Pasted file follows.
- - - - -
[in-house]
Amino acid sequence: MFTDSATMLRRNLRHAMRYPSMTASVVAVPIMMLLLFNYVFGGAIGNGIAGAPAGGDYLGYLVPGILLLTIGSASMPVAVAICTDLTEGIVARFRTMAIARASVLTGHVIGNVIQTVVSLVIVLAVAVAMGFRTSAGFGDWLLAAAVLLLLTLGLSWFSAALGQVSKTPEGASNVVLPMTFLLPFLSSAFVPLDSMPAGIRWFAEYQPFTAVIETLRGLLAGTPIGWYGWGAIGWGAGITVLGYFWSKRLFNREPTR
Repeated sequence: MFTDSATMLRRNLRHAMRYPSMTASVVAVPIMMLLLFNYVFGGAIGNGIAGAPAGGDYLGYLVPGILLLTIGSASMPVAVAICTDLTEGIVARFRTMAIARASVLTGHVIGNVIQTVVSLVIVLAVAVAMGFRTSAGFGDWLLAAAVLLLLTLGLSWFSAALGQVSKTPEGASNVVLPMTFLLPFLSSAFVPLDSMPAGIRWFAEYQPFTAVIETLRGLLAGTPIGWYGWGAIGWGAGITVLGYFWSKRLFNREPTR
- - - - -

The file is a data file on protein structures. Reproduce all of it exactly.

[in-house]
Amino acid sequence: MFTDSATMLRRNLRHAMRYPSMTASVVAVPIMMLLLFNYVFGGAIGNGIAGAPAGGDYLGYLVPGILLLTIGSASMPVAVAICTDLTEGIVARFRTMAIARASVLTGHVIGNVIQTVVSLVIVLAVAVAMGFRTSAGFGDWLLAAAVLLLLTLGLSWFSAALGQVSKTPEGASNVVLPMTFLLPFLSSAFVPLDSMPAGIRWFAEYQPFTAVIETLRGLLAGTPIGWYGWGAIGWGAGITVLGYFWSKRLFNREPTR
Repeated sequence: MFTDSATMLRRNLRHAMRYPSMTASVVAVPIMMLLLFNYVFGGAIGNGIAGAPAGGDYLGYLVPGILLLTIGSASMPVAVAICTDLTEGIVARFRTMAIARASVLTGHVIGNVIQTVVSLVIVLAVAVAMGFRTSAGFGDWLLAAAVLLLLTLGLSWFSAALGQVSKTPEGASNVVLPMTFLLPFLSSAFVPLDSMPAGIRWFAEYQPFTAVIETLRGLLAGTPIGWYGWGAIGWGAGITVLGYFWSKRLFNREPTR